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Worms as a way to measure soil health?

 
James Stark
Posts: 79
Location: Manitoba Canada
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First a little background:

My home is on 160 acres. 90 of those acres is land that has been used for grain farming for generations. My goal is to recover this land, and restore the natural balance of the soil. Obviously, I must do this a little at a time, so at the moment, I am concentrating on the four acres we chose for our homestead. This includes my vegetable garden.

When I first started the garden I did a little test. The land had been left alone for one year before I put in the garden. I dug a few 1 footx1 footx1 foot holes in both the field and my garden site. In the field I found no worms. In the garden site I found 3-4 worms. Last year, I did the same (around the same time of year according to weather, not date) and got an average of 14 worms. (By this time I was trying to be more accurate, so dug four holes, counted the worms, and took the average. All four holes were close to the same number) This year, my average worm count is up to a whopping 43 worms on average!
My question is: can I take this data and assume my soil has greatly improved, or is it just an indicator that the worm population has increased because they are no longer being murdered by chemicals. I know that they improve the soil, but is this also an indicator that the soil has improved despite the worms, and as a result it's attracting more?

I really love using the natural activity as an indicator of how things are doing, but I'm not sure if this indicator is as accurate as I hope it is.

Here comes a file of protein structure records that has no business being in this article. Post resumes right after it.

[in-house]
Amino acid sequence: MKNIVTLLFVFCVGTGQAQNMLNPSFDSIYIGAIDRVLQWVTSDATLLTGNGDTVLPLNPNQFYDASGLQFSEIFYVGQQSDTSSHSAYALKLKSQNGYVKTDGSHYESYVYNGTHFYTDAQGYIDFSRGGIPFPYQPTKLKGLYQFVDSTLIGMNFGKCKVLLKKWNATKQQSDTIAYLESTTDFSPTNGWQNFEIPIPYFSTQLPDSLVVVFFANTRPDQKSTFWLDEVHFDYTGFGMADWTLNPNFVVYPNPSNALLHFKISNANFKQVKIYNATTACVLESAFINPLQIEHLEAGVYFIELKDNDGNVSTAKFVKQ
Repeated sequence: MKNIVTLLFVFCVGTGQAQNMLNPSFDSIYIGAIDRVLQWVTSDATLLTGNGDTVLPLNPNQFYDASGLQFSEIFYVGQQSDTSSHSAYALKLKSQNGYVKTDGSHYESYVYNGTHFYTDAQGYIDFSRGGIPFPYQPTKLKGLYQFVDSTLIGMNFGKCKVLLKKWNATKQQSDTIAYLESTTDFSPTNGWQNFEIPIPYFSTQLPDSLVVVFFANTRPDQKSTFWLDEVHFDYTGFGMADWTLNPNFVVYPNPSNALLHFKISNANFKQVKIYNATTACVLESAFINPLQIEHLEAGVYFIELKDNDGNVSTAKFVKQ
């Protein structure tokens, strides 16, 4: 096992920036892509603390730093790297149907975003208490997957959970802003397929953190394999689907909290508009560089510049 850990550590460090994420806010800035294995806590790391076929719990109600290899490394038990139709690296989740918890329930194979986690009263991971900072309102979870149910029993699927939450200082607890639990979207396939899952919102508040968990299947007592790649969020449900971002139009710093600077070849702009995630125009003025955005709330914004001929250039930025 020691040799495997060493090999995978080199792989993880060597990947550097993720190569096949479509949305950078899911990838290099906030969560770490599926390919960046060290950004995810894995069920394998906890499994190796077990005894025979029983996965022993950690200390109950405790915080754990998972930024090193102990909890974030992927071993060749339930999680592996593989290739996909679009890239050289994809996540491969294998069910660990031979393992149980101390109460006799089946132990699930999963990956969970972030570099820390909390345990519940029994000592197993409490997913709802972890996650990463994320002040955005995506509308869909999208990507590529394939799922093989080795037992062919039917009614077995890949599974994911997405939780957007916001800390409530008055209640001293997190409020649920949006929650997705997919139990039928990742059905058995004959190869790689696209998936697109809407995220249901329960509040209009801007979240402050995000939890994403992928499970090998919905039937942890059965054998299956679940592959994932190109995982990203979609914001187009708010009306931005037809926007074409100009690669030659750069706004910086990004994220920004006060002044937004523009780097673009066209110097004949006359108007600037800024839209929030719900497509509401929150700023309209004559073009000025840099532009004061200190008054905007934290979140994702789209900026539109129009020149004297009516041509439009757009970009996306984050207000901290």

Footnote: the veggie growth and resistance to disease has also improved some, but this year will be the best indicator, since the first planting was all potatoes. I used them to break/loosen the ground for me so I could avoid tilling the ground too deeply. I eventually hope to not till at all, but for now I still have some learning to do!


Thanks for any input!
 
Jonathan Byron
Posts: 225
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I think worms are one indicator of soil quality.  Worms do better where there is more organic matter, better drainage and water holding capacity, shade to cool the soil in areas with hot summers, etc ... these are indicators of better soil, as are worms which increase under those better conditions. And the worms themselves improve soil structure and chemistry. 

In my yard, places that have been shrubbed or covered with leaf litter, I eventually see worm casts on the surface.  In the grassy parts of the yard or bare spots, those are absent.
 
John Polk
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Location: Currently in Lake Stevens, WA. Home in Spokane
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You asked an "A or B?" question.
I think the answer is "C, all of the above".
 
I agree. Here's the link: http://richsoil.com/cards
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